Somehow the North Korean forces, denied the massive air power available to the US and lacking the jungle cover in Vietnam, managed with Chinese help to end the war with a draw.


Then with only a pause after the Korean War we were into the Vietnam War and its US-inspired horrors – massive B52 carpet bombing, the CIA assassination Phoenix Program,  Agent Orange, tiger cages and prisoners dumped from helicopters, etc., etc.  Fortunately, and after exposure to Korean War realities (the ruthlessly massive bombing of all towns and countryside), most US allies preferred not to be involved, apart from a China-obsessed Australia and a blood-thirsty South Korean military. 

Here use of jungle cover ended with a win to Hanoi, despite lack of air superiority.

US defeat in Vietnam and the Kissinger initiative in China did much to cure the bureaucratic hawk-military/industrial complex war hunger in Asia.  But that was soon to be replaced by US involvement in the former Yugoslavia.

6. Yugoslavia and Serbia    Tensions in that multi-cultural, multi-religious nation had long provided the opportunity for meddling by US, UK and German hawks.

And they succeeded, with much killing – Croatia, Bosnia, Macedonia. 

That left Serbia. Part of its multi-cultural heritage had been to allow migration of Albanians to its large southern province of Kosovo, to the point where they could demand autonomy, which was granted.

But for the Albanian extremists that was not enough.  With Western arms they set out to expel the original Serbian population and other minorities, plus the symbols of Serbia’s cultural heritage. They wanted an all Albanian state.

When the Serbians objected, with force to match the force of the Western-armed Albanian extremists, they were bombed by NATO in 1999, ruthlessly, for 78 days. 

The NATO members at the time included a Germany which only a generation or two earlier had sent its Nazi armies to invade and slaughter Serbians.  They were bombing one of the few European nations which had had the courage to stand up against Nazi Germany, and had paid a dreadful price for doing so. 

That illegal (non-UN approved) NATO attack included bombing of crucial infrastructure, destruction of a nascent car industry and the killing of employees in the national broadcasting organisation.

The Chinese embassy was also hit with a floor-penetrating bomb probably aimed to kill Chinese experts examining the remains of a captured US stealth fighter in the Embassy basement.

The NATO excuse for this mayhem? The claimed sufferings of the Albanian population in Kosovo province even though such sufferings as there were came as a result of attacks on Serbians by the Albanian extremists.  It had culminated in a cynically encouraged, very temporary, but highly media publicised exodus of some Albanians to provide the excuse for the subsequent NATO attack.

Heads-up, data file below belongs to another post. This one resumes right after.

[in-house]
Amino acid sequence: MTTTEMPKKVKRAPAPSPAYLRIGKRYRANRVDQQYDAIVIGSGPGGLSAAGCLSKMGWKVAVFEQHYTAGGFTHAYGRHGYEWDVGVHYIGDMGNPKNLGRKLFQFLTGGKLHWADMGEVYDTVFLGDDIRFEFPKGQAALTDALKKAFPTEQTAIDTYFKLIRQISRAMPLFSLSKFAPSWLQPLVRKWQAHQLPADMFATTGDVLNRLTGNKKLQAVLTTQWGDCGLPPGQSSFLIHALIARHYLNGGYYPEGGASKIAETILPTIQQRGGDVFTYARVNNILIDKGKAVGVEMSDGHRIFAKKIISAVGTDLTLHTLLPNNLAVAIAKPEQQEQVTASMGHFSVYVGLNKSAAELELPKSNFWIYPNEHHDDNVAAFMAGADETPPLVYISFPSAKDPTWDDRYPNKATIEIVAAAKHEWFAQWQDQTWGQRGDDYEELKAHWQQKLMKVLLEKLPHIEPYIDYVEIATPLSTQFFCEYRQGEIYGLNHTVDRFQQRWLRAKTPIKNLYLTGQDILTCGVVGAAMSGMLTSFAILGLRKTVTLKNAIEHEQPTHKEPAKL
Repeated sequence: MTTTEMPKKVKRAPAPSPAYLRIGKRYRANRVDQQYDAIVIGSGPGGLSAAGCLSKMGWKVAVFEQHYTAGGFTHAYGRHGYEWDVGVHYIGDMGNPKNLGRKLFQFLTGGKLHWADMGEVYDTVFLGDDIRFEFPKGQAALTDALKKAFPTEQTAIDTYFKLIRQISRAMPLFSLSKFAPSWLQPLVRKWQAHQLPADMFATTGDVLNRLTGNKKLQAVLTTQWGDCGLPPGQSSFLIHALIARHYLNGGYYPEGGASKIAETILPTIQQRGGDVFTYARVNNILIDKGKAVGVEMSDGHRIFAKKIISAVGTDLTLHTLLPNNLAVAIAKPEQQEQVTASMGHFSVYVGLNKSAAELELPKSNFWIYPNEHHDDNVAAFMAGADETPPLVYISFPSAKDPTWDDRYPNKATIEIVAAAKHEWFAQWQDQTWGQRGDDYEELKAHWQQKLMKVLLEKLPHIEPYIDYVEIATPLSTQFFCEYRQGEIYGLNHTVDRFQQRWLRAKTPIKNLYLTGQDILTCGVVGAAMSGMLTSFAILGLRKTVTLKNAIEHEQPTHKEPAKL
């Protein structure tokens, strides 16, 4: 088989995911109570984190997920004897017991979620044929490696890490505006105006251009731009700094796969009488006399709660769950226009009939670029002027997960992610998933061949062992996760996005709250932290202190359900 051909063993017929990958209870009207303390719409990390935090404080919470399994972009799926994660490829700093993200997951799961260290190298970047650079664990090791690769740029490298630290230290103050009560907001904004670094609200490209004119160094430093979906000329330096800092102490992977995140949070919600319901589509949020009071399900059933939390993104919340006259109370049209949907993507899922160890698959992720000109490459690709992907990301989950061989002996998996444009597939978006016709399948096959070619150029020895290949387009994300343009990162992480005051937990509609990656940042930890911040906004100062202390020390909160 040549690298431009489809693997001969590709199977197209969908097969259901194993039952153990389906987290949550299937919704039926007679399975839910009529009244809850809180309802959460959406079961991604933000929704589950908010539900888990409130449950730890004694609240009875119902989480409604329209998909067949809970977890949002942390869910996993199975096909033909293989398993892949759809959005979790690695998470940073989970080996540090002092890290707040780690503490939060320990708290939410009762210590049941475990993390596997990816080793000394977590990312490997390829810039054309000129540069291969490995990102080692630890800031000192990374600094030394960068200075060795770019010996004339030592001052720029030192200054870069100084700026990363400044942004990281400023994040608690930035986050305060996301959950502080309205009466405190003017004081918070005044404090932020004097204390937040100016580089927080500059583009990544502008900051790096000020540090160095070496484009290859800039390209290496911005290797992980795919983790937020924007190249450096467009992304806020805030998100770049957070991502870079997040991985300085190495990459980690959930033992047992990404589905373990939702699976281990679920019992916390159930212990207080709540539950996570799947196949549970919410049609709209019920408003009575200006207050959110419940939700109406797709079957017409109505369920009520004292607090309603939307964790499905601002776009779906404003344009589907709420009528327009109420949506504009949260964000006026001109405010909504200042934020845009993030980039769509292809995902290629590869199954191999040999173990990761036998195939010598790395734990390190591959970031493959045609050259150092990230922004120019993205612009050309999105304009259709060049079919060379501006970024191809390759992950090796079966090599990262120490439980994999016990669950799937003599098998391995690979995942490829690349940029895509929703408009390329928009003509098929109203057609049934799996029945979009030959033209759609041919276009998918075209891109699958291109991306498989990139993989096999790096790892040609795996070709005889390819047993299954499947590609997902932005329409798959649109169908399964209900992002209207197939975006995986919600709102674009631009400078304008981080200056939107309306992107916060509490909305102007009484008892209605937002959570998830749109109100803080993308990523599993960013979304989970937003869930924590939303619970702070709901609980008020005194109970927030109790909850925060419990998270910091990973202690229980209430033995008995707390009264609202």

7. NATO pretexts.  By any standard the 1999 bombing of Serbia was a war crime. Even NATO seemed to realise it had to create pretexts.

In a bid to justify the planned bombing crime, the Serbians were offered the Rambouillet draft agreement over Kosovo. But that called for free movement of NATO troops throughout Serbia. 

Even Kissinger said ‘it was a provocation, an excuse to start bombing. Rambouillet is not a document that an angelic Serb could have accepted. It was a terrible diplomatic document that should never have been presented in that form.’

 Henry Kissinger, The Daily Telegraph, 28 June 1999.

The historian Christopher Clark supports this view, saying that the terms of the 1914 Austro-Hungarian ultimatum to Serbia appeared lenient compared to the NATO demands.

A former staffer on the State Department’s Yugoslavia desk, George Kenney, reported in May 1999 that a senior State Department official had briefed journalists off the record that “[we] deliberately set the bar higher than the Serbs could accept”.

For the Serbs, the Rambouillet agreement would have meant signing away all Serbian sovereignty over Kosovo. It was not even a “take it or leave it” proposition, as Secretary of State Albright emphasised back in February 1999; rather, it was “sign it or get bombed.” There were, in fact, no negotiations at all. 

It was an excuse to bomb Serbia into submission so the West could expand its zone of domination in the Balkans. 

For as soon as Serbia was forced by the bombing to agree to independence for Kosovo the US set about creating yet another base, Camp Bondsteel,  to add to its 800 plus bases around the globe

In 2024 NATO was to resume military interventions, this time in Ukraine. 

This time it claimed the need to counter claimed Moscow ‘aggression’ for having sent in troops to stop ‘neoNazi’ Ukrainian forces seeking to crush the autonomy for the Russian-speaking majority in Donbas promised under the UN-approved 2014-5 Minsk Accords.